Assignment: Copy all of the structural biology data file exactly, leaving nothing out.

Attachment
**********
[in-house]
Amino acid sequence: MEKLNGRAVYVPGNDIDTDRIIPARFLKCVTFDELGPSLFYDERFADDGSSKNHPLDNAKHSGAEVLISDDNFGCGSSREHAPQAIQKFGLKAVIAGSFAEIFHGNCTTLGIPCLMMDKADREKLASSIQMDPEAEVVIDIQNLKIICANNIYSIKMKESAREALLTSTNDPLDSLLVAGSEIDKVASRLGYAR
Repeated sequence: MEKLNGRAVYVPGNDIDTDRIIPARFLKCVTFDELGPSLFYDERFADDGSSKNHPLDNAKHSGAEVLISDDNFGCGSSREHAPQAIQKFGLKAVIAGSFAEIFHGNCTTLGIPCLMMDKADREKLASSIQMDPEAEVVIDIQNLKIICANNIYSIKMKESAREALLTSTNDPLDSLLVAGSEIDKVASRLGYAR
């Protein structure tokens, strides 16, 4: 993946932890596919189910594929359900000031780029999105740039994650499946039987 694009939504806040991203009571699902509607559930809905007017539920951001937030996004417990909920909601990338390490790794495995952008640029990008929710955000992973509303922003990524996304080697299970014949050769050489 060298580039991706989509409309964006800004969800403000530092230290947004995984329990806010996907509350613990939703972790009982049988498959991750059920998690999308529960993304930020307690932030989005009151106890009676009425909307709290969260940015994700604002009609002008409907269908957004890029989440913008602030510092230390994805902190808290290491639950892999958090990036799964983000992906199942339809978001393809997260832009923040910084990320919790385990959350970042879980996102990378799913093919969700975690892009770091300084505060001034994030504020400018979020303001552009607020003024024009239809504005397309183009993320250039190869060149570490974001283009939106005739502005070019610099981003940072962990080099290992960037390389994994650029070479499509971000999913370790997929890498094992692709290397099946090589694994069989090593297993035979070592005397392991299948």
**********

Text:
[in-house]
Amino acid sequence: MEKLNGRAVYVPGNDIDTDRIIPARFLKCVTFDELGPSLFYDERFADDGSSKNHPLDNAKHSGAEVLISDDNFGCGSSREHAPQAIQKFGLKAVIAGSFAEIFHGNCTTLGIPCLMMDKADREKLASSIQMDPEAEVVIDIQNLKIICANNIYSIKMKESAREALLTSTNDPLDSLLVAGSEIDKVASRLGYAR
Repeated sequence: MEKLNGRAVYVPGNDIDTDRIIPARFLKCVTFDELGPSLFYDERFADDGSSKNHPLDNAKHSGAEVLISDDNFGCGSSREHAPQAIQKFGLKAVIAGSFAEIFHGNCTTLGIPCLMMDKADREKLASSIQMDPEAEVVIDIQNLKIICANNIYSIKMKESAREALLTSTNDPLDSLLVAGSEIDKVASRLGYAR
């Protein structure tokens, strides 16, 4: 993946932890596919189910594929359900000031780029999105740039994650499946039987 694009939504806040991203009571699902509607559930809905007017539920951001937030996004417990909920909601990338390490790794495995952008640029990008929710955000992973509303922003990524996304080697299970014949050769050489 060298580039991706989509409309964006800004969800403000530092230290947004995984329990806010996907509350613990939703972790009982049988498959991750059920998690999308529960993304930020307690932030989005009151106890009676009425909307709290969260940015994700604002009609002008409907269908957004890029989440913008602030510092230390994805902190808290290491639950892999958090990036799964983000992906199942339809978001393809997260832009923040910084990320919790385990959350970042879980996102990378799913093919969700975690892009770091300084505060001034994030504020400018979020303001552009607020003024024009239809504005397309183009993320250039190869060149570490974001283009939106005739502005070019610099981003940072962990080099290992960037390389994994650029070479499509971000999913370790997929890498094992692709290397099946090589694994069989090593297993035979070592005397392991299948």